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New Linguistics Minor Puts Focus on the Nature of Language

By Gina Myers

illustration of speech bubbles containing the word hello in various languages


April 21, 2021

The study of language is fundamental to human endeavor. Whether students want to become a language teacher or a speech therapist, specialize in natural language processing or create “conlangs” (constructed languages) for virtual world game design—or if they simply desire to know how to communicate effectively with others, linguistics is a foundational field of study.

Beginning in fall 2021, undergraduate students across the University will have the opportunity to enhance their knowledge of the building blocks of language through a new minor in Linguistics. Offered by the Department of Communication, the minor offers courses that teach social and cultural aspects of communicating with people of diverse backgrounds, technical aspects of how language creates meaning, and psychological aspects of how language affects the human mind.

Associate Professor of Communication Rachel Reynolds, PhD, explains the importance of the new program. “It’s a growing field in areas like machine translations, where voice and syntax recognition abilities of artificial intelligence (AI) are just starting to mature, and areas like speech pathology and audiology, which are in high demand in disability medicine and occupational therapy,” she says. “Likewise, linguistics courses are instrumental in credentials for teaching people how to read and for building skills that overtly tell us how to speak across cultural divides. This course of study especially trains us how to recognize the social basis for conflict that arises through linguistic differences and cultural habits that we encounter every day.”

Students are required to take LING101, which covers the structures of language, and LING102, which covers how social relationships appear in linguistic form. “In LING101, we start with the ‘nuts and bolts’ of linguistics—phonology, morphology, syntax and semantics. We examine word morphology, analyze the latest slang to understand word formation processes, and look at how idioms and expressions cause problems in computer translation,” says Barbara Hoekje, PhD, associate professor of communication. “In LING102, which focuses on language and society, we engage in language autobiographies, observe public language and discuss endangered languages and programs for language revival, among other things.”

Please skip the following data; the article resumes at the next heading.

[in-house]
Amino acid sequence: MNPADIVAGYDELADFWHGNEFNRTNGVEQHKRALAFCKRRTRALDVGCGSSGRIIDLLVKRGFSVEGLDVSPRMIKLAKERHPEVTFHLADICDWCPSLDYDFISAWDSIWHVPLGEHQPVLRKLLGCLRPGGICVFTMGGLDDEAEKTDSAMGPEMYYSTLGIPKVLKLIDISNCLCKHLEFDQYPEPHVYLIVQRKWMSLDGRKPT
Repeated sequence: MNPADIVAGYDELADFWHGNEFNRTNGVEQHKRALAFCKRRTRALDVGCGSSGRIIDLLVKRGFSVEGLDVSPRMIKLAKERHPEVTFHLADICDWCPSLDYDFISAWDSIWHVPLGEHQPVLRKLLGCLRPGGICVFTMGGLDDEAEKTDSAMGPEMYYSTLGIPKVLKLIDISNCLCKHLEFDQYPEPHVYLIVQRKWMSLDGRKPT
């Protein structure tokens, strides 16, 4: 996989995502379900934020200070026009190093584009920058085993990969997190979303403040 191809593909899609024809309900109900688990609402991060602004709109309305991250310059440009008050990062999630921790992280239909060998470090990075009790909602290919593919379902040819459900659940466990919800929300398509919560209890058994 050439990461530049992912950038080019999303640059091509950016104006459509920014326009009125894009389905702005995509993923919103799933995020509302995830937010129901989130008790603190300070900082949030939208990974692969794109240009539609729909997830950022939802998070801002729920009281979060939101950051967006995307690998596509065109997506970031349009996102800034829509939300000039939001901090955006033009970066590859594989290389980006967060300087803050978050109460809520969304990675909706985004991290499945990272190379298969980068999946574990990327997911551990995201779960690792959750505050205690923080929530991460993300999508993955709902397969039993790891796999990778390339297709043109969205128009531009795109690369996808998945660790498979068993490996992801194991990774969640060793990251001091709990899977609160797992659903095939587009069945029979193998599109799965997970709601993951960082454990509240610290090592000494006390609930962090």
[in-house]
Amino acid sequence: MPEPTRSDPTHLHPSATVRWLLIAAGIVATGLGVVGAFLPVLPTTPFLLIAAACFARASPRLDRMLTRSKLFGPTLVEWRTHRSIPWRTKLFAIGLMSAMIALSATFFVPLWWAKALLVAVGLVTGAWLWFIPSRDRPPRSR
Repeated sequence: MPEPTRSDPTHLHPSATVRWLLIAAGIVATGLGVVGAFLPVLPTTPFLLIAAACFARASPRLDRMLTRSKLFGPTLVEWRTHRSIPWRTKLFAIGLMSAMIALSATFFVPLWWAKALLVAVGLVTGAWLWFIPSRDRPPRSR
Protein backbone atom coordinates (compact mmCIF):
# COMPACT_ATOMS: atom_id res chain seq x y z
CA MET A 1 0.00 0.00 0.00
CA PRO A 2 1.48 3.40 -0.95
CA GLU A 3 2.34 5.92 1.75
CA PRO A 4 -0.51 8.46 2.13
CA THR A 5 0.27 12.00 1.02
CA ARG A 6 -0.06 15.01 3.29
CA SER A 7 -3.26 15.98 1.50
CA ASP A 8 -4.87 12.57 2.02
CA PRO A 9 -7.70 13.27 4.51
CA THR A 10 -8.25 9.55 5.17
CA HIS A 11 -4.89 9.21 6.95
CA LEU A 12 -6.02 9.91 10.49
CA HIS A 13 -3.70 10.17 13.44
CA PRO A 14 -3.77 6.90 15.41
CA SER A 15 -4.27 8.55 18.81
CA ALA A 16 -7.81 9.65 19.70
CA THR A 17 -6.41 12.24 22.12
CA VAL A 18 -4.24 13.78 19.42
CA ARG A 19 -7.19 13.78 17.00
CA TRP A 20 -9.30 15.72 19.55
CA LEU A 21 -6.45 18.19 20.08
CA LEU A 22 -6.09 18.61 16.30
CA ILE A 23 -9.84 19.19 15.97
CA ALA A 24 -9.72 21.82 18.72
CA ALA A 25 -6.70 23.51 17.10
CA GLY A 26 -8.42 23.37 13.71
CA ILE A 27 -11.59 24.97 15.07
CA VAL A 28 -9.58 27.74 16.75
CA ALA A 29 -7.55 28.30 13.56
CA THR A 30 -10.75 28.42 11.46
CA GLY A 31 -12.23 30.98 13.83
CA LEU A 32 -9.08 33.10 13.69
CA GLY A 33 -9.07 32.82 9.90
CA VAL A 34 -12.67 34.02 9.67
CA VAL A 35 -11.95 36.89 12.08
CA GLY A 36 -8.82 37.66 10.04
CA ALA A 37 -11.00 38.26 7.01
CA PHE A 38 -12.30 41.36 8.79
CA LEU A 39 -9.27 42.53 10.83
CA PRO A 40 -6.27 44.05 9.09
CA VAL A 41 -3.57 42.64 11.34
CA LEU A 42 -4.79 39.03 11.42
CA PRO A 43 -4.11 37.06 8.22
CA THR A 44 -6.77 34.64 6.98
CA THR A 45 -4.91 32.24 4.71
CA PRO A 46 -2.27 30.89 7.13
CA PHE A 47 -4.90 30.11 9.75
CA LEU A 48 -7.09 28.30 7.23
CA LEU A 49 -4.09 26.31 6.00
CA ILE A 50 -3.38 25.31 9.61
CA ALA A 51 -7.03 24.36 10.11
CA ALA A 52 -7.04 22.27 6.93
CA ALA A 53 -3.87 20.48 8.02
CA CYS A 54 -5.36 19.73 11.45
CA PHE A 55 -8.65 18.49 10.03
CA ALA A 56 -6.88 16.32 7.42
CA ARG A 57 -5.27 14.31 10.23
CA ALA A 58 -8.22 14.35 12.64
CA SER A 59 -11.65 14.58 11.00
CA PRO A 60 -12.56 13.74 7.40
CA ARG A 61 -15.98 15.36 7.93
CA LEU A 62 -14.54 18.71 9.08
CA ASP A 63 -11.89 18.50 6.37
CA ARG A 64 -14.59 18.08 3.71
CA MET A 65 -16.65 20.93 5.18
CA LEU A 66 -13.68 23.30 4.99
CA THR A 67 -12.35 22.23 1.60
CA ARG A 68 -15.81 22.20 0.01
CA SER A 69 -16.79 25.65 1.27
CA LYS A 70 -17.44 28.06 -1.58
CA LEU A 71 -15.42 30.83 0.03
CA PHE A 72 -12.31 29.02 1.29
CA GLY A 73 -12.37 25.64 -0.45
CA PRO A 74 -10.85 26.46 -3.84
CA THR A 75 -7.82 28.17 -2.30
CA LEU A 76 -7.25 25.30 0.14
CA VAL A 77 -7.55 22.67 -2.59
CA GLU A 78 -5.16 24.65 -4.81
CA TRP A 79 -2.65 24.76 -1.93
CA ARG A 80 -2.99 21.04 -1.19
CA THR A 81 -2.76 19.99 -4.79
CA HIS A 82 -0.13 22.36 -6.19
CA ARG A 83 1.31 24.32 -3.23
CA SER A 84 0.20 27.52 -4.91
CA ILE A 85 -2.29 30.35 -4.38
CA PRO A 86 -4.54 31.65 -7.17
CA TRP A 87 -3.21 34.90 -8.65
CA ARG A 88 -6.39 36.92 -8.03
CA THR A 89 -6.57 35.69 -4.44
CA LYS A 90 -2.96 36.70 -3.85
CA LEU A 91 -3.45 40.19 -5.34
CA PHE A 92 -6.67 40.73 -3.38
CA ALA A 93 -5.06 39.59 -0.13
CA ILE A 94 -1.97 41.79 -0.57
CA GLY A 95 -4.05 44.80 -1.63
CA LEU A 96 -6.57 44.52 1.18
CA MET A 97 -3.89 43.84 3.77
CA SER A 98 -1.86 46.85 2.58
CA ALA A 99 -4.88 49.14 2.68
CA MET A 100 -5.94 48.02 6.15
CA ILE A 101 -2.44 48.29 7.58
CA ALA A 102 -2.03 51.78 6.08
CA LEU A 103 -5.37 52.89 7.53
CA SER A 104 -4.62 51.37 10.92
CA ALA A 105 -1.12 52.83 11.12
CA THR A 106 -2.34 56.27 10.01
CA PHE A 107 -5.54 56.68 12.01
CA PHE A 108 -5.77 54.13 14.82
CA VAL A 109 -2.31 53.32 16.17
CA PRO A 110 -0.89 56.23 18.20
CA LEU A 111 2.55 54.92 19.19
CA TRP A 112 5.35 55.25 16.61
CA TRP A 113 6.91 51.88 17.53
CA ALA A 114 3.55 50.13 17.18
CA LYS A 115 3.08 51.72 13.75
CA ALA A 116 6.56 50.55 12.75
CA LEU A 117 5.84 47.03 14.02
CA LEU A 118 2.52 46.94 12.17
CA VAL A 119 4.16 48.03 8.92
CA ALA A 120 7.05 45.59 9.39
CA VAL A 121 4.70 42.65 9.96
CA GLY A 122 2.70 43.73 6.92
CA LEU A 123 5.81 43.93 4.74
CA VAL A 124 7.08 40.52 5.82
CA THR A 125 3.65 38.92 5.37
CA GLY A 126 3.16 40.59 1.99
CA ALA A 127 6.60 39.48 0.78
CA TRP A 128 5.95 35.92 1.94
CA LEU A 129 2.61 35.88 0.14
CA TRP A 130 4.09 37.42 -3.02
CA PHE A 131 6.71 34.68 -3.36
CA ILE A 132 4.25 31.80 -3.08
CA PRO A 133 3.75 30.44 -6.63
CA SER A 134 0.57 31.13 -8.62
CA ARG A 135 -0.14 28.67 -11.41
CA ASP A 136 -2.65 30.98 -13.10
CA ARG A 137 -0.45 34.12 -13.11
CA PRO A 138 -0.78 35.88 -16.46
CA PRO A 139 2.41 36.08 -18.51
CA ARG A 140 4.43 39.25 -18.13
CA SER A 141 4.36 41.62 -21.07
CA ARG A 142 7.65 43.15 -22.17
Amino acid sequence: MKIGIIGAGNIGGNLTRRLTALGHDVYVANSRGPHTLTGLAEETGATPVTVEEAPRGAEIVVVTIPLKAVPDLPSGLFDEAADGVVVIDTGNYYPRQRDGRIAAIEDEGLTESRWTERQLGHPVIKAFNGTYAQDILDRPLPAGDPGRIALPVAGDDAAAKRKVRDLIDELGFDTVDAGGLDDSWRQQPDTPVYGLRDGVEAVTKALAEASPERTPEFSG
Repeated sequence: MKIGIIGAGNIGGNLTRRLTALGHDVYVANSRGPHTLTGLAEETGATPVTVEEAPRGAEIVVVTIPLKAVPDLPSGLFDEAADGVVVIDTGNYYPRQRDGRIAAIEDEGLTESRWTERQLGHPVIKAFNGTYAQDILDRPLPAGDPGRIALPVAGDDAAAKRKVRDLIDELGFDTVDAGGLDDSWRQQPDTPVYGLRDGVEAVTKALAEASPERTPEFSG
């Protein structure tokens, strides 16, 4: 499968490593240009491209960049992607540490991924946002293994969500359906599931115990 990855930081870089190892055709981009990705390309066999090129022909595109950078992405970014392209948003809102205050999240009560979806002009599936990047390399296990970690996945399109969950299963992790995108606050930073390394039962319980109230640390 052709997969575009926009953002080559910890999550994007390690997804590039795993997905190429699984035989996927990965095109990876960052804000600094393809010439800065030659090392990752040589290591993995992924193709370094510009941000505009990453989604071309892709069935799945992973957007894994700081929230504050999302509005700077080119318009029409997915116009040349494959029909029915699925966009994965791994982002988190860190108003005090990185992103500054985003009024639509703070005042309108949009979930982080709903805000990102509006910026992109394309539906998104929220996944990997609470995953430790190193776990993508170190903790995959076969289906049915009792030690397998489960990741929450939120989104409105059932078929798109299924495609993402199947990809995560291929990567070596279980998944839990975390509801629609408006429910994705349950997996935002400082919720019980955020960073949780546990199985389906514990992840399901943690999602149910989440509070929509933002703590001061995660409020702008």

In addition to those core courses, students select electives from across the College of Arts and Sciences and the University, including from Global Studies and Modern Languages, Psychology, English and Philosophy, Education, Computer Science and Behavior Health Counseling. Some of the classes students can choose from include Politics of Hip Hop, Computer Programming, Foundations in Instructing English Language Learners, Multicultural Counseling and Language Puzzles and Word Games: Issues in Modern Grammar.

Through the course of their study, students will develop a broad range of competencies, including effective spoken communication; message, audience and context awareness; intercultural communication competency; the ability to evaluate communication effectiveness; and the ability to be self-directed learners. Students with multilingual backgrounds and students of modern languages find new frameworks for understanding their linguistic competencies.

There are also opportunities for linguistics students outside of the classroom. Hoekje and Reynolds are excited to help linguistics students find co-ops that tap into the need to communicate across ethnic, class, gender and neurolinguistic diversity. The program will also continue its work in matching Drexel graduates with Fulbright’s prestigious English Teaching Assistant Program, which funds a year abroad in hundreds of locations across the globe teaching English to young people.

Learn more about the Linguistics minor.